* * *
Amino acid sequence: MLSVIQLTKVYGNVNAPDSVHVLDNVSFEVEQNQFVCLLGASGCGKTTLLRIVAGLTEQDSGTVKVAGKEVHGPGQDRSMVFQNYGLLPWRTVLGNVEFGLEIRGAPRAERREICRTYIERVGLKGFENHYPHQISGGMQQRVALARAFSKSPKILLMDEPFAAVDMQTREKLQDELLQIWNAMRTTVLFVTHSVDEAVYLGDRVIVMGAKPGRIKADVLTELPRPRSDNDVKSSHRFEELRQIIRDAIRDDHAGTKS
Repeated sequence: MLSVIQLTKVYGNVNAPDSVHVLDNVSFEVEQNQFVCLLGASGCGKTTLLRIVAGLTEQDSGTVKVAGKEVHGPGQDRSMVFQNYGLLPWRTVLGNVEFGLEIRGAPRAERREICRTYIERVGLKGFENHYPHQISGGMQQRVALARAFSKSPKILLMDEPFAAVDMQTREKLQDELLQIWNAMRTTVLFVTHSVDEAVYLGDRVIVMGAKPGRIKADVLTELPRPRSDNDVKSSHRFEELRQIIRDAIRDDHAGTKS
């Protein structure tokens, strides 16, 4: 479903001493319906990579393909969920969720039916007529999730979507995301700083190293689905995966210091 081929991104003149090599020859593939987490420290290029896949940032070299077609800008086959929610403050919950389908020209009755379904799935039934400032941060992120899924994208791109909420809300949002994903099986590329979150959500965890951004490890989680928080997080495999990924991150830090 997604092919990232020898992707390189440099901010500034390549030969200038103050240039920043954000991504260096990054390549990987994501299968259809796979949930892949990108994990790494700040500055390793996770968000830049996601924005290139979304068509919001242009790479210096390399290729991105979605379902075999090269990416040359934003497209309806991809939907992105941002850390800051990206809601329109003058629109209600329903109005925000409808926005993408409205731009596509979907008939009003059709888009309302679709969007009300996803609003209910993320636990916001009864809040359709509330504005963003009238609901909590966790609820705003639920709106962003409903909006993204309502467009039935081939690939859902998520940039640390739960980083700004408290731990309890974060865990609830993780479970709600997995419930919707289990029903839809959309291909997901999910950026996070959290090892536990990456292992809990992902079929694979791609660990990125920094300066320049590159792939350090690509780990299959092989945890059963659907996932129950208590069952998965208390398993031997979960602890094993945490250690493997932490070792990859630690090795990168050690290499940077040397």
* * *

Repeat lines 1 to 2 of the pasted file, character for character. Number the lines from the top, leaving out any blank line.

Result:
Amino acid sequence: MLSVIQLTKVYGNVNAPDSVHVLDNVSFEVEQNQFVCLLGASGCGKTTLLRIVAGLTEQDSGTVKVAGKEVHGPGQDRSMVFQNYGLLPWRTVLGNVEFGLEIRGAPRAERREICRTYIERVGLKGFENHYPHQISGGMQQRVALARAFSKSPKILLMDEPFAAVDMQTREKLQDELLQIWNAMRTTVLFVTHSVDEAVYLGDRVIVMGAKPGRIKADVLTELPRPRSDNDVKSSHRFEELRQIIRDAIRDDHAGTKS
Repeated sequence: MLSVIQLTKVYGNVNAPDSVHVLDNVSFEVEQNQFVCLLGASGCGKTTLLRIVAGLTEQDSGTVKVAGKEVHGPGQDRSMVFQNYGLLPWRTVLGNVEFGLEIRGAPRAERREICRTYIERVGLKGFENHYPHQISGGMQQRVALARAFSKSPKILLMDEPFAAVDMQTREKLQDELLQIWNAMRTTVLFVTHSVDEAVYLGDRVIVMGAKPGRIKADVLTELPRPRSDNDVKSSHRFEELRQIIRDAIRDDHAGTKS